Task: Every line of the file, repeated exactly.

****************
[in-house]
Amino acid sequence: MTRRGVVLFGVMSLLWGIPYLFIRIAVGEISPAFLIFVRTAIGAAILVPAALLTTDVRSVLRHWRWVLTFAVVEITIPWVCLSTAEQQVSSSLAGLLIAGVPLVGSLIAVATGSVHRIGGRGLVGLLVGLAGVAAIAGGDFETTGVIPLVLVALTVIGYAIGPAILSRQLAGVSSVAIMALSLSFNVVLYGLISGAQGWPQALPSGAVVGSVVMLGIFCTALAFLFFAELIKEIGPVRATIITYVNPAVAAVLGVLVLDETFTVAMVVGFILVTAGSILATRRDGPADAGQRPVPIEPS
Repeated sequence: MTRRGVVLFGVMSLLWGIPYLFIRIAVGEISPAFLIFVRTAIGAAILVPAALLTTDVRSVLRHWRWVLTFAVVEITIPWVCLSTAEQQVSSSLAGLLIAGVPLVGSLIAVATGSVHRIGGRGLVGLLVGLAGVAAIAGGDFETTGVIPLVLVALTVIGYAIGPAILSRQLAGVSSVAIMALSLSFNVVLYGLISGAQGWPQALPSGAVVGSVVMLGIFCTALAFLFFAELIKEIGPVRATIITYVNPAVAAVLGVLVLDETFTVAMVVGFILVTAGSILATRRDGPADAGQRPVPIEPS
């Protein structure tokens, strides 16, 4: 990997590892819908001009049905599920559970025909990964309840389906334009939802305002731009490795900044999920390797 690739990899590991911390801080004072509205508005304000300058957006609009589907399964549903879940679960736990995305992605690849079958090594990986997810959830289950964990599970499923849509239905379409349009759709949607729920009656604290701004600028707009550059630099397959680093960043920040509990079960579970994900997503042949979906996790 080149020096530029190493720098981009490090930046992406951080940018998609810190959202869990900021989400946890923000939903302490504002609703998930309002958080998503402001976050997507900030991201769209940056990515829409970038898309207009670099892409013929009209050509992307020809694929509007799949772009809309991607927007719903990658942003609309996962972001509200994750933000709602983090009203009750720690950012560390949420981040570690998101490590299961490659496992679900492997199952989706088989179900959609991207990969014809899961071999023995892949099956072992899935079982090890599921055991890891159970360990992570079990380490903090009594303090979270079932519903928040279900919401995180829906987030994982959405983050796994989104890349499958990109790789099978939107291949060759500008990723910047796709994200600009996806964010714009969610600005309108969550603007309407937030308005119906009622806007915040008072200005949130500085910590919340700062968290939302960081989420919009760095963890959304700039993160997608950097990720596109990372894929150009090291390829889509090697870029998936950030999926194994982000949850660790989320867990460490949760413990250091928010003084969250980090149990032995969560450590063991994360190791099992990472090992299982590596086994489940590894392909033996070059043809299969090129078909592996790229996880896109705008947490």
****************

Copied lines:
[in-house]
Amino acid sequence: MTRRGVVLFGVMSLLWGIPYLFIRIAVGEISPAFLIFVRTAIGAAILVPAALLTTDVRSVLRHWRWVLTFAVVEITIPWVCLSTAEQQVSSSLAGLLIAGVPLVGSLIAVATGSVHRIGGRGLVGLLVGLAGVAAIAGGDFETTGVIPLVLVALTVIGYAIGPAILSRQLAGVSSVAIMALSLSFNVVLYGLISGAQGWPQALPSGAVVGSVVMLGIFCTALAFLFFAELIKEIGPVRATIITYVNPAVAAVLGVLVLDETFTVAMVVGFILVTAGSILATRRDGPADAGQRPVPIEPS
Repeated sequence: MTRRGVVLFGVMSLLWGIPYLFIRIAVGEISPAFLIFVRTAIGAAILVPAALLTTDVRSVLRHWRWVLTFAVVEITIPWVCLSTAEQQVSSSLAGLLIAGVPLVGSLIAVATGSVHRIGGRGLVGLLVGLAGVAAIAGGDFETTGVIPLVLVALTVIGYAIGPAILSRQLAGVSSVAIMALSLSFNVVLYGLISGAQGWPQALPSGAVVGSVVMLGIFCTALAFLFFAELIKEIGPVRATIITYVNPAVAAVLGVLVLDETFTVAMVVGFILVTAGSILATRRDGPADAGQRPVPIEPS
């Protein structure tokens, strides 16, 4: 990997590892819908001009049905599920559970025909990964309840389906334009939802305002731009490795900044999920390797 690739990899590991911390801080004072509205508005304000300058957006609009589907399964549903879940679960736990995305992605690849079958090594990986997810959830289950964990599970499923849509239905379409349009759709949607729920009656604290701004600028707009550059630099397959680093960043920040509990079960579970994900997503042949979906996790 080149020096530029190493720098981009490090930046992406951080940018998609810190959202869990900021989400946890923000939903302490504002609703998930309002958080998503402001976050997507900030991201769209940056990515829409970038898309207009670099892409013929009209050509992307020809694929509007799949772009809309991607927007719903990658942003609309996962972001509200994750933000709602983090009203009750720690950012560390949420981040570690998101490590299961490659496992679900492997199952989706088989179900959609991207990969014809899961071999023995892949099956072992899935079982090890599921055991890891159970360990992570079990380490903090009594303090979270079932519903928040279900919401995180829906987030994982959405983050796994989104890349499958990109790789099978939107291949060759500008990723910047796709994200600009996806964010714009969610600005309108969550603007309407937030308005119906009622806007915040008072200005949130500085910590919340700062968290939302960081989420919009760095963890959304700039993160997608950097990720596109990372894929150009090291390829889509090697870029998936950030999926194994982000949850660790989320867990460490949760413990250091928010003084969250980090149990032995969560450590063991994360190791099992990472090992299982590596086994489940590894392909033996070059043809299969090129078909592996790229996880896109705008947490």